It was the annual weekend celebration of my Mother’s birthday. Which also marks the end of the summer season and the closing down of her condo in the Berkshires until next May.

Last year, as we were abandoning the place for the winter, at the last minute, I threw the plant in my car, hating to think of it perishing along with the annuals that, by October, are over-blossoming beyond the tops of the planters and hanging baskets on my mother’s porch. I am not a plant person. Plants do not talk to me. In fact, my friends know me for killing plants, not intentionally; they no longer give me seedlings or bulbs or potted herbs that they all fuss over and trade among each other. But I took that plant off my mother’s porch, and home with me, back in the fall of 2011, perhaps because Marika had died that year and I couldn’t let a single other thing die. I couldn’t save my daughter but there was a plant that I could save from death. Maybe.

When I got home from my mother’s last October, I put the plant smack in the middle of the dining room table. It was only a week later that I started writing my book. The plant was there on the table in the corner of my house overlooking the pond as piles of papers and tissues and chapters started growing up around it. And it started growing around the photo of Marika that I would talk to when I wasn’t talking to Suki who, when I write, lays under the table on a blanket by my feet. During the eight months the plant was there, the cat nibbled on it, the vine grew tighter around the photo of Marika, and its leaves grew more green with their fine white lines getting more defined.

IMG_3707In May, I took the plant back to my mother’s house in Massachusetts when I drove her up to open the place for the new season. The spot on my table that had been occupied by the plant quickly grew over in papers and I did not miss that plant. And another summer went by in a blink. Soon I was back for another birthday and another locking up of the house.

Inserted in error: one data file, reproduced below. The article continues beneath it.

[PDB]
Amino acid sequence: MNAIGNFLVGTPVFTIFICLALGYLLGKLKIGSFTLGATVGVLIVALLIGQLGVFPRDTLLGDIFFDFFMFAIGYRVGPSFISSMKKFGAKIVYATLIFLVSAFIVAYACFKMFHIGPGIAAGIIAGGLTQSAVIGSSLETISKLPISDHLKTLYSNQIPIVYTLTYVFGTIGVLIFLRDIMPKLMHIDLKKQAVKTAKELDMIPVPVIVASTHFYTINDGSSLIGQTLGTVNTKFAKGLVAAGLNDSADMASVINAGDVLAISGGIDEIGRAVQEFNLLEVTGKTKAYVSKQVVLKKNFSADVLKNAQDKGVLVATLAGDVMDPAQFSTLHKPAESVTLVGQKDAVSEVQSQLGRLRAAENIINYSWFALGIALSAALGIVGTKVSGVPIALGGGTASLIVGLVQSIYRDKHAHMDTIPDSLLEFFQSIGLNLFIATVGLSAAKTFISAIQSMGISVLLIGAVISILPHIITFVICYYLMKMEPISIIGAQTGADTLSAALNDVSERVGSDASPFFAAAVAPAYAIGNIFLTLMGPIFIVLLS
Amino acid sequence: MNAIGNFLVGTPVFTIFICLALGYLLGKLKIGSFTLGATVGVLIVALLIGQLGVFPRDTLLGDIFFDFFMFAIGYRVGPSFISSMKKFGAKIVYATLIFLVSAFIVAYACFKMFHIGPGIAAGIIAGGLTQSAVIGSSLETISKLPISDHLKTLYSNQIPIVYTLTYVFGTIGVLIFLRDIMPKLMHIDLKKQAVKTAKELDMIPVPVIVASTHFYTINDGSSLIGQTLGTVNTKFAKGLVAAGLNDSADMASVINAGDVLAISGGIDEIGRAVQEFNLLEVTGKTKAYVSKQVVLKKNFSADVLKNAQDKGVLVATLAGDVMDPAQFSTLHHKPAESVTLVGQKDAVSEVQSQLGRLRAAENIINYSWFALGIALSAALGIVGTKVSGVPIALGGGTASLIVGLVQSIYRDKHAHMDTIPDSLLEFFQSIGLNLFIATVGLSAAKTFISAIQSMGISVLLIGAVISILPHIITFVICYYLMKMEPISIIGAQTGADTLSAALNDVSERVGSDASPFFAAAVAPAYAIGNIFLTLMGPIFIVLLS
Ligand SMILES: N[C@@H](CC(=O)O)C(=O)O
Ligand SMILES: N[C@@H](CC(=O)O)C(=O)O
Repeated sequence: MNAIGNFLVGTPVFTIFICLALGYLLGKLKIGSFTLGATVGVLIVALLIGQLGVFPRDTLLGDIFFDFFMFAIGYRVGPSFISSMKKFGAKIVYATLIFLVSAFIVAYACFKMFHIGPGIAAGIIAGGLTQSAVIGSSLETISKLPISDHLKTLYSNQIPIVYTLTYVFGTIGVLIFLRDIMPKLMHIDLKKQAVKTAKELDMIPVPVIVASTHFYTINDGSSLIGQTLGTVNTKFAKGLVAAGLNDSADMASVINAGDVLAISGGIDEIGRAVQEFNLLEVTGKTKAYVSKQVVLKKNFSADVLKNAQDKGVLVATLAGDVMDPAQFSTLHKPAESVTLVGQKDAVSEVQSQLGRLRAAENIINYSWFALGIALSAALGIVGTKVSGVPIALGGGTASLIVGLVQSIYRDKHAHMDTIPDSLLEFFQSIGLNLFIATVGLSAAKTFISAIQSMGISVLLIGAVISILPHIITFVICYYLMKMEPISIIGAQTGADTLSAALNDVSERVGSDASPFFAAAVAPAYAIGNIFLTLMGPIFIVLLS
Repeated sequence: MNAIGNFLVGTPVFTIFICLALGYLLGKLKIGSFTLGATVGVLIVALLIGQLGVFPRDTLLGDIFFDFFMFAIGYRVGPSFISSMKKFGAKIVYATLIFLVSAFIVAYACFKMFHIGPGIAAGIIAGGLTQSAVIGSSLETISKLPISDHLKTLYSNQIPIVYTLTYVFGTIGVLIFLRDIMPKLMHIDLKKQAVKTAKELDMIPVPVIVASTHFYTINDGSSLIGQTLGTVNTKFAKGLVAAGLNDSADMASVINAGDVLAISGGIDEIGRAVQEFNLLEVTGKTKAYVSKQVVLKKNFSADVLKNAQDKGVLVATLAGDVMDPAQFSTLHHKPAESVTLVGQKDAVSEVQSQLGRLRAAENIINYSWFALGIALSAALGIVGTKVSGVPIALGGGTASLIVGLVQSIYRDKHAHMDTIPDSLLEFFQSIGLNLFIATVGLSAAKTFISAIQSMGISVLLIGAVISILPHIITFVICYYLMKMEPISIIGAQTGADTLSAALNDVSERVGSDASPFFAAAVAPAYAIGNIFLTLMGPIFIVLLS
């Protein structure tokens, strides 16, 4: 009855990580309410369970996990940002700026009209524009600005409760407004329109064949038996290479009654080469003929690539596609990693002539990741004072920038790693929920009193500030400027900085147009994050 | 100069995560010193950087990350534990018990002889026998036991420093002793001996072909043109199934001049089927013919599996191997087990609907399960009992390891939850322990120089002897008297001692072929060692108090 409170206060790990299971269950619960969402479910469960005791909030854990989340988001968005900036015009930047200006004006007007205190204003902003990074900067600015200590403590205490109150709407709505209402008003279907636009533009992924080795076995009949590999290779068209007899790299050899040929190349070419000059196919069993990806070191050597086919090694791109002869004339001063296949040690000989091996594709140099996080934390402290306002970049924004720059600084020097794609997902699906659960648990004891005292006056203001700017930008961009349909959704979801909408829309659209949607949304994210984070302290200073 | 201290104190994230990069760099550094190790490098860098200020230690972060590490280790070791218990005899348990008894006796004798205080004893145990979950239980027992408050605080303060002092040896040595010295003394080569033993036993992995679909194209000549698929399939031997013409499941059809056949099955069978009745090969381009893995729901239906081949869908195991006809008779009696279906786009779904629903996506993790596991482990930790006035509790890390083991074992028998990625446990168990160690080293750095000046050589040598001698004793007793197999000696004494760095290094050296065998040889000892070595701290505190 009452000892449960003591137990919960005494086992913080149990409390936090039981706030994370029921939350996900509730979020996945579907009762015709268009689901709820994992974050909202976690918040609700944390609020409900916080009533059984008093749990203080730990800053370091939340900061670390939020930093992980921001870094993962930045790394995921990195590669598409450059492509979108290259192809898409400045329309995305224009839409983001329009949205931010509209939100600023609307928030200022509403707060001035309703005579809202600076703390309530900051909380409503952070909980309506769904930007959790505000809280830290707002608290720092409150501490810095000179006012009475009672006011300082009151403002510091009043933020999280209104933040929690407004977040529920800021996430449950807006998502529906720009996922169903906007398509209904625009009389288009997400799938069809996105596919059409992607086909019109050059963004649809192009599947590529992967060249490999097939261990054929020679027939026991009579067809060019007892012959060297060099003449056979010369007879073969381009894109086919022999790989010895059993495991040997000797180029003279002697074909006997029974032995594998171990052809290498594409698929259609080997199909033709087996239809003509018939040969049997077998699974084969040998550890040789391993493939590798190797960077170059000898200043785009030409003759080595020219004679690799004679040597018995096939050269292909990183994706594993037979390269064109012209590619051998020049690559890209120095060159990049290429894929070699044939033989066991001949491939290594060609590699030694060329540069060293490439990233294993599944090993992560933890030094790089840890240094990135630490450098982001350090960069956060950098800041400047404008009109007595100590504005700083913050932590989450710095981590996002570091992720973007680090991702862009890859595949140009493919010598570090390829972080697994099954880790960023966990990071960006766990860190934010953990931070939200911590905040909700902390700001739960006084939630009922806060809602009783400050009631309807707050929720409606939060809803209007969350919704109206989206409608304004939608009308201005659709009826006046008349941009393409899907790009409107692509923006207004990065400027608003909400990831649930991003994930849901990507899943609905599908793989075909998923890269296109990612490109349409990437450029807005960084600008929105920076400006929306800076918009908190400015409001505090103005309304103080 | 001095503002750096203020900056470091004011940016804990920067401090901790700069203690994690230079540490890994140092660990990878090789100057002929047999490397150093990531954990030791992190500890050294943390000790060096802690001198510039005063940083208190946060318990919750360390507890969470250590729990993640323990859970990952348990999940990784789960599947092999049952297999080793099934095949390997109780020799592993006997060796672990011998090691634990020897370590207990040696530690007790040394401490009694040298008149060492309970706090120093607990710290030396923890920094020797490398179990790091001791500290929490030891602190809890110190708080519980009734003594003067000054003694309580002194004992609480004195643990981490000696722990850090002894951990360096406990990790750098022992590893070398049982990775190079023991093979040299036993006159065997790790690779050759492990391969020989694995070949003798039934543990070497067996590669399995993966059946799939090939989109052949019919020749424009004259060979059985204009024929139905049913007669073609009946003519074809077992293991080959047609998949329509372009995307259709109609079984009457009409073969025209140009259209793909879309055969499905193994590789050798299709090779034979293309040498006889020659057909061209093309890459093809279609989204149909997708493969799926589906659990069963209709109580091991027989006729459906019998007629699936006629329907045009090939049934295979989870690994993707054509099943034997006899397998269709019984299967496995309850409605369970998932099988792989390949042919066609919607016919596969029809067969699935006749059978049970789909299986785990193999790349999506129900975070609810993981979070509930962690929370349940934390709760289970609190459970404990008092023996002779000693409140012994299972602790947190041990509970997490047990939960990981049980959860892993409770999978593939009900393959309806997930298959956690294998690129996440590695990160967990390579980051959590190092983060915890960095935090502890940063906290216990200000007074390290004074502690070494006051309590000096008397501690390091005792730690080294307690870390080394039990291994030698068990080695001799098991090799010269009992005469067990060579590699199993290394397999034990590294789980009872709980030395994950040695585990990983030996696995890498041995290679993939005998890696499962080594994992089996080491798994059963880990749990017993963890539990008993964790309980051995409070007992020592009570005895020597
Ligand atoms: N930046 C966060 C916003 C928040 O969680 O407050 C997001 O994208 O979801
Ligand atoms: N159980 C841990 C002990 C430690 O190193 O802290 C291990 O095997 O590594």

The plant waited in its place on the porch as I spent a jolly weekend with my sister and my mother and her neighbor, Pearl, who was also our neighbor fifty years ago on Long Island. Our houses there were separated only by a small rock garden where the daughters would picnic, bury dead birds and play. My mother and Pearl have spent so many summers in the Berkshires, in their adjacent homes, that neither knows who followed the other there. Mostly now, it is Pearl who does the following as my mother takes her to restaurants, to shows, to some of their old favorite places, shuffling slowly and carefully with her, making sure the cane and the coat are not forgotten, left.

The plant looked at me this time. If a plant can have a questioning look, this one did. It had paled over the last five months on this shaded porch. It had not grown. I consider for a while. Because I am not a plant person and that spot it occupied on my table has long since grown over and who knows what kind of insects are living among the plant’s leaves and roots. I come up with a hundred reasons to leave this plant behind.

Sunday morning the car is all packed up for my trip back home to Ithaca. Suki is secured in her car seat and I say my goodbyes to my mother and to Pearl. It is my time to wonder who will or will not be back here next summer. I pick the plant up carefully and carry it to the floor of the passenger seat below Suki. So here I am, bringing an old friend home again for the winter.